# Proof by induction of the inequality

I got problems trying to prove the following inequality by the induction method

$1+ \frac{1}{2^2}+ \ldots + \frac{1}{n^2} < \frac{7}{4}$

I've found a similar example with 2 in the right and it was recommended to prove a stronger statement, which is

$1+ \frac{1}{2^2}+ \ldots + \frac{1}{n^2} \le 2- \frac{1}{n}$

I've been trying to make up something like that, but still can't find a proper stonger statement.

Alternative approach (no induction). We show that $$\sum_{k=3}^n\frac{1}{k^2}<\frac{7}{4}-1-\frac{1}{4}=\frac{1}{2}.$$ In fact, for $n\geq 2$, $$\sum_{k=3}^n\frac{1}{k^2}\leq \sum_{k=3}^n\int_{k-1}^{k}\frac{dx}{x^2}= \int_{2}^{n}\frac{dx}{x^2}=\left[-\frac{1}{x}\right]_2^{n}=\frac{1}{2}-\frac{1}{n}<\frac{1}{2}.$$

P.S. The above inequality implies that for $n\geq 2$, $$\sum_{k=1}^n\frac{1}{k^2}\le \frac{7}{4} - \frac{1}{n}$$ which can be independently proved by induction (see cip999's answer).

• If there's a misprint in your last expression of the sum, then I understand it. I mean if k starts from 2, not 1. – GuntherOnFire Oct 18 '17 at 8:00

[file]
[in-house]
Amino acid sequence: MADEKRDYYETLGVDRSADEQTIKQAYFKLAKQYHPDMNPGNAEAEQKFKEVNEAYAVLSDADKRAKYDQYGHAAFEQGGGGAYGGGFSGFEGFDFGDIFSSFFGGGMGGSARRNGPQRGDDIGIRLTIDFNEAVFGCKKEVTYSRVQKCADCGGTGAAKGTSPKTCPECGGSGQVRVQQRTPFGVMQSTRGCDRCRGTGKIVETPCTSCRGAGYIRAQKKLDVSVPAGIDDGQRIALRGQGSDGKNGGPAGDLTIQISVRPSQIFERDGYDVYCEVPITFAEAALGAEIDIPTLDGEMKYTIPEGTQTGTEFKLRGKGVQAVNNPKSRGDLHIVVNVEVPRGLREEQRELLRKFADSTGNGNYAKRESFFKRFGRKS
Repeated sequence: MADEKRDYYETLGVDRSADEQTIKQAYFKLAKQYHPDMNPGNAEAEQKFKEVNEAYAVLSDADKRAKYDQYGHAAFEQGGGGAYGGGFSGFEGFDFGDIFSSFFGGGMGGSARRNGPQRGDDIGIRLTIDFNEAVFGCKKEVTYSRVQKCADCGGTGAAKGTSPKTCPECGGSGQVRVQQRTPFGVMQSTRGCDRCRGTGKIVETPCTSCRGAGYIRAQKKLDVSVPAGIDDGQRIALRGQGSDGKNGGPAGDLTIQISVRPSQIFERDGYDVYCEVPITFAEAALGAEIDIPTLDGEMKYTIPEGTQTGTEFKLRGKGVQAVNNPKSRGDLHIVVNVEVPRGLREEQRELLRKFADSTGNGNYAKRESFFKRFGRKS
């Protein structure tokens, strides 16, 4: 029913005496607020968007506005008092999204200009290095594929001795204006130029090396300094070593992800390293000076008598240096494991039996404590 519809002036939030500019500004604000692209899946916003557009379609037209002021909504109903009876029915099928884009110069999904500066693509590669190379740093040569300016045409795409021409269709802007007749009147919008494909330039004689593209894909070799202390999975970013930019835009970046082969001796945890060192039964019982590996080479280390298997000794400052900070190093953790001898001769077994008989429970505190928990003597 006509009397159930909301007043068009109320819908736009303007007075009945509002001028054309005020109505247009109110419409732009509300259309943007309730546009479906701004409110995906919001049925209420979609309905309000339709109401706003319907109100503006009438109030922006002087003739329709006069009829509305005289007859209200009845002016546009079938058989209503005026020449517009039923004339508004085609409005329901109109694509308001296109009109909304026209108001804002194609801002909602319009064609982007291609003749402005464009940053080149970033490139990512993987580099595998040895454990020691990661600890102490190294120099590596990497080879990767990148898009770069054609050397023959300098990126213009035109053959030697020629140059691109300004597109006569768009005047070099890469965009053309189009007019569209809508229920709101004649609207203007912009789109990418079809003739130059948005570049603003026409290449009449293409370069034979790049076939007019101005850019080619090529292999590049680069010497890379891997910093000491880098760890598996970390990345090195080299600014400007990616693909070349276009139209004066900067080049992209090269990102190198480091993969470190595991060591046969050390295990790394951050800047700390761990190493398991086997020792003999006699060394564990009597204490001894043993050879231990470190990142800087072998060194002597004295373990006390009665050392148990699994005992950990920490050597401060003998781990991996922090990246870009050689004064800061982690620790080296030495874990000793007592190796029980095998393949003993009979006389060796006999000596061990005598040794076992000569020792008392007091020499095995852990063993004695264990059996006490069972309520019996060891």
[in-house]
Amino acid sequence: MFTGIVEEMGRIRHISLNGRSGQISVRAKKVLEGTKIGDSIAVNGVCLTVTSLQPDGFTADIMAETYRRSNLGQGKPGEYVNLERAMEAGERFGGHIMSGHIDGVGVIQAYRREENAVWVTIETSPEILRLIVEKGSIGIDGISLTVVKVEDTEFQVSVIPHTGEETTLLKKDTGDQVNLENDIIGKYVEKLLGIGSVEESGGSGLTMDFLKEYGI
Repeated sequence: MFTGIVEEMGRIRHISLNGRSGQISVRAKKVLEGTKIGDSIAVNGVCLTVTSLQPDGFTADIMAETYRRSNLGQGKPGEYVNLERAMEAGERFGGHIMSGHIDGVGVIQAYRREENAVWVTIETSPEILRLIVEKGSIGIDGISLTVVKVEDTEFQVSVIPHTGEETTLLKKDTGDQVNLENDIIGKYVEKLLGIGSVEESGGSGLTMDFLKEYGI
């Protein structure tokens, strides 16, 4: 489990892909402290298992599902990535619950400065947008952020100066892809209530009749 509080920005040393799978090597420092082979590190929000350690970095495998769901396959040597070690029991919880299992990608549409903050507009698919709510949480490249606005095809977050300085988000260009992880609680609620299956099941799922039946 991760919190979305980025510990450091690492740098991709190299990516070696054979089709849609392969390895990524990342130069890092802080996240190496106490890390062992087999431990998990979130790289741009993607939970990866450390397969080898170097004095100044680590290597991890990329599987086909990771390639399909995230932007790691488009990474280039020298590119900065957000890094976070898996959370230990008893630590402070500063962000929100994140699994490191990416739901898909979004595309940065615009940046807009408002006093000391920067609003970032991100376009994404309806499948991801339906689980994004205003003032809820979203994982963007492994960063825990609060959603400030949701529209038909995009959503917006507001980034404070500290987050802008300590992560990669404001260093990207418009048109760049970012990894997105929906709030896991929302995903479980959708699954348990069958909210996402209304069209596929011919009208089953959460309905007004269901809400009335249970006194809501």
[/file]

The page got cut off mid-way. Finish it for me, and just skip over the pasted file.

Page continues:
• @GuntherOnFire Do you mean: $\sum_{k=1}^n\frac{1}{k^2}\le \frac{7}{4} - \frac{1}{n}$ ? It is correct with $k=1$. Why do you think that we need $k=2$ here? – Robert Z Oct 18 '17 at 8:13
• Yes. If I set $n=1$, then I have $1 \le \frac{7}{4} - 1 = \frac{3}{4}$, which is incorrect. – GuntherOnFire Oct 18 '17 at 8:21
• @GuntherOnFire But I am saying that $\sum_{k=1}^n\frac{1}{k^2}\le \frac{7}{4} - \frac{1}{n}$ holds for $n\geq 2$. So $n=1$ is excluded. – Robert Z Oct 18 '17 at 9:01
• Oh, so we're just shifting the base of induction to $n=2$? I mean the steps we're taking are showing that inequality is true for the original thesis and then we're saying that we can prove a stronger inequality for the series starting from $n \ge 2$. Have I understood it correctly? – GuntherOnFire Oct 18 '17 at 9:08

$$1 + \frac{1}{2^2} + \cdots + \frac{1}{n^2} \le \frac{7}{4} - \frac{1}{n}$$ still works for $n \ge 2$.

• I think comparison with $\frac{K}{n}$ where $K \le 1$ works here, like Connor Harris did above. And this one won’t work for n equal to 1. But thanks anyway – GuntherOnFire Oct 17 '17 at 16:13
• The fact that it doesn't work for $n = 1$ isn't that much trouble, since it can be easily checked by hand that the original thesis is true even in that case. Then, of course, you should be taking $n = 2$ as the base case of the induction. – cip999 Oct 17 '17 at 17:38
• Oh, I see. So we check that for n=1 our original thesis is true and then we prove that the stronger inequality make sense for all $n \ge 2$. – GuntherOnFire Oct 18 '17 at 7:57